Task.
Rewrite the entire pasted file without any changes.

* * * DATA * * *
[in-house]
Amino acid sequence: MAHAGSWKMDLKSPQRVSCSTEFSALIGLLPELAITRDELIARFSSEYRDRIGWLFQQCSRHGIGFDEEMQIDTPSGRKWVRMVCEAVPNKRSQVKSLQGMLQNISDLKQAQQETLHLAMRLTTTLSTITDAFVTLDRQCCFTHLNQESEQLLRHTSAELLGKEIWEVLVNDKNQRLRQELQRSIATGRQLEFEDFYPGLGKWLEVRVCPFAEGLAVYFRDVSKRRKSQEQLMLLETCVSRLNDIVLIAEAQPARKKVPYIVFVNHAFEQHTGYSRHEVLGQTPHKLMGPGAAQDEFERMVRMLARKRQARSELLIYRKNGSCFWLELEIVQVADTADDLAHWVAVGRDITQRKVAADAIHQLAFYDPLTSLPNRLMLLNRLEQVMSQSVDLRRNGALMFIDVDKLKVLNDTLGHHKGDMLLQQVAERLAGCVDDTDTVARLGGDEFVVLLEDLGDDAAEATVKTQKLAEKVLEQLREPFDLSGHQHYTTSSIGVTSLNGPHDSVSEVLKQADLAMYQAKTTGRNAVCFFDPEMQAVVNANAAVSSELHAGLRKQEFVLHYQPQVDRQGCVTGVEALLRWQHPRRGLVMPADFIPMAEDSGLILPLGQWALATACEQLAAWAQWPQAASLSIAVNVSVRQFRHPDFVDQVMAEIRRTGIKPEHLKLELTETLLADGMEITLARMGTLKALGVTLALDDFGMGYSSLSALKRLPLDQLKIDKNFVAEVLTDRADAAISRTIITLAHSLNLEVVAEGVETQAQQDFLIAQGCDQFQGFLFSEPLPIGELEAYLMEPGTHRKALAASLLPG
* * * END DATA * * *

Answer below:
[in-house]
Amino acid sequence: MAHAGSWKMDLKSPQRVSCSTEFSALIGLLPELAITRDELIARFSSEYRDRIGWLFQQCSRHGIGFDEEMQIDTPSGRKWVRMVCEAVPNKRSQVKSLQGMLQNISDLKQAQQETLHLAMRLTTTLSTITDAFVTLDRQCCFTHLNQESEQLLRHTSAELLGKEIWEVLVNDKNQRLRQELQRSIATGRQLEFEDFYPGLGKWLEVRVCPFAEGLAVYFRDVSKRRKSQEQLMLLETCVSRLNDIVLIAEAQPARKKVPYIVFVNHAFEQHTGYSRHEVLGQTPHKLMGPGAAQDEFERMVRMLARKRQARSELLIYRKNGSCFWLELEIVQVADTADDLAHWVAVGRDITQRKVAADAIHQLAFYDPLTSLPNRLMLLNRLEQVMSQSVDLRRNGALMFIDVDKLKVLNDTLGHHKGDMLLQQVAERLAGCVDDTDTVARLGGDEFVVLLEDLGDDAAEATVKTQKLAEKVLEQLREPFDLSGHQHYTTSSIGVTSLNGPHDSVSEVLKQADLAMYQAKTTGRNAVCFFDPEMQAVVNANAAVSSELHAGLRKQEFVLHYQPQVDRQGCVTGVEALLRWQHPRRGLVMPADFIPMAEDSGLILPLGQWALATACEQLAAWAQWPQAASLSIAVNVSVRQFRHPDFVDQVMAEIRRTGIKPEHLKLELTETLLADGMEITLARMGTLKALGVTLALDDFGMGYSSLSALKRLPLDQLKIDKNFVAEVLTDRADAAISRTIITLAHSLNLEVVAEGVETQAQQDFLIAQGCDQFQGFLFSEPLPIGELEAYLMEPGTHRKALAASLLPG